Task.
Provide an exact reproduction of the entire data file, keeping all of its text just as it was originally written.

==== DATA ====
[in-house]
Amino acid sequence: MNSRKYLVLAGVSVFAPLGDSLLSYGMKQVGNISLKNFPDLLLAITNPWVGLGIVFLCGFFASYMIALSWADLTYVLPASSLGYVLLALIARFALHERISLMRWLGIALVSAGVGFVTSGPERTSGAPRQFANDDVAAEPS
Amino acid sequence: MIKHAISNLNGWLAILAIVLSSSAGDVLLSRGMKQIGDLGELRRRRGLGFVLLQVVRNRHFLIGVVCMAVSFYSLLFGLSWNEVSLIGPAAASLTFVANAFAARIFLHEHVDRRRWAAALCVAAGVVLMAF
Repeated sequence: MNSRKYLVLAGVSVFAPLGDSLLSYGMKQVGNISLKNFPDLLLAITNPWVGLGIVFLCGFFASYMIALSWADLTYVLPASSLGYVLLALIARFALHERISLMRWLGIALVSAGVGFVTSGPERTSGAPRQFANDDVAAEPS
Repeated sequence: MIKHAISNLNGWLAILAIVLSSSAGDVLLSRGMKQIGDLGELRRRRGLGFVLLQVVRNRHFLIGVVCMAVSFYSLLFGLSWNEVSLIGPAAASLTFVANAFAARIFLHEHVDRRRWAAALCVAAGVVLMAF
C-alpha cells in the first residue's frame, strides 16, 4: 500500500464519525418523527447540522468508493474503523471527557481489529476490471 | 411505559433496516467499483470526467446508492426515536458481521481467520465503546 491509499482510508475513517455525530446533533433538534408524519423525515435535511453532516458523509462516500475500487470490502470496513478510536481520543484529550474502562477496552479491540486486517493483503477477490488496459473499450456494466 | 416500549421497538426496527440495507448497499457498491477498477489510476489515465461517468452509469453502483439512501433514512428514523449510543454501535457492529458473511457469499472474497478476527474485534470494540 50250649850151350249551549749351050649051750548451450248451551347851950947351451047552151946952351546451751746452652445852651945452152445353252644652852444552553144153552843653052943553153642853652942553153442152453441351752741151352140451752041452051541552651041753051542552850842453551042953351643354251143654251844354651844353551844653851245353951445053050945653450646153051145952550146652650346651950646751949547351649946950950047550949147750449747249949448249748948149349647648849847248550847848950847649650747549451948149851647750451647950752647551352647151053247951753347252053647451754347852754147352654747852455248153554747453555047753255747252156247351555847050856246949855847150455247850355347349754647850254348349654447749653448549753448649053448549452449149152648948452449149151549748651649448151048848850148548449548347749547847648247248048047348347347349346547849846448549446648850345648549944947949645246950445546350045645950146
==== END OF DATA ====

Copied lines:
[in-house]
Amino acid sequence: MNSRKYLVLAGVSVFAPLGDSLLSYGMKQVGNISLKNFPDLLLAITNPWVGLGIVFLCGFFASYMIALSWADLTYVLPASSLGYVLLALIARFALHERISLMRWLGIALVSAGVGFVTSGPERTSGAPRQFANDDVAAEPS
Amino acid sequence: MIKHAISNLNGWLAILAIVLSSSAGDVLLSRGMKQIGDLGELRRRRGLGFVLLQVVRNRHFLIGVVCMAVSFYSLLFGLSWNEVSLIGPAAASLTFVANAFAARIFLHEHVDRRRWAAALCVAAGVVLMAF
Repeated sequence: MNSRKYLVLAGVSVFAPLGDSLLSYGMKQVGNISLKNFPDLLLAITNPWVGLGIVFLCGFFASYMIALSWADLTYVLPASSLGYVLLALIARFALHERISLMRWLGIALVSAGVGFVTSGPERTSGAPRQFANDDVAAEPS
Repeated sequence: MIKHAISNLNGWLAILAIVLSSSAGDVLLSRGMKQIGDLGELRRRRGLGFVLLQVVRNRHFLIGVVCMAVSFYSLLFGLSWNEVSLIGPAAASLTFVANAFAARIFLHEHVDRRRWAAALCVAAGVVLMAF
C-alpha cells in the first residue's frame, strides 16, 4: 500500500464519525418523527447540522468508493474503523471527557481489529476490471 | 411505559433496516467499483470526467446508492426515536458481521481467520465503546 491509499482510508475513517455525530446533533433538534408524519423525515435535511453532516458523509462516500475500487470490502470496513478510536481520543484529550474502562477496552479491540486486517493483503477477490488496459473499450456494466 | 416500549421497538426496527440495507448497499457498491477498477489510476489515465461517468452509469453502483439512501433514512428514523449510543454501535457492529458473511457469499472474497478476527474485534470494540 50250649850151350249551549749351050649051750548451450248451551347851950947351451047552151946952351546451751746452652445852651945452152445353252644652852444552553144153552843653052943553153642853652942553153442152453441351752741151352140451752041452051541552651041753051542552850842453551042953351643354251143654251844354651844353551844653851245353951445053050945653450646153051145952550146652650346651950646751949547351649946950950047550949147750449747249949448249748948149349647648849847248550847848950847649650747549451948149851647750451647950752647551352647151053247951753347252053647451754347852754147352654747852455248153554747453555047753255747252156247351555847050856246949855847150455247850355347349754647850254348349654447749653448549753448649053448549452449149152648948452449149151549748651649448151048848850148548449548347749547847648247248048047348347347349346547849846448549446648850345648549944947949645246950445546350045645950146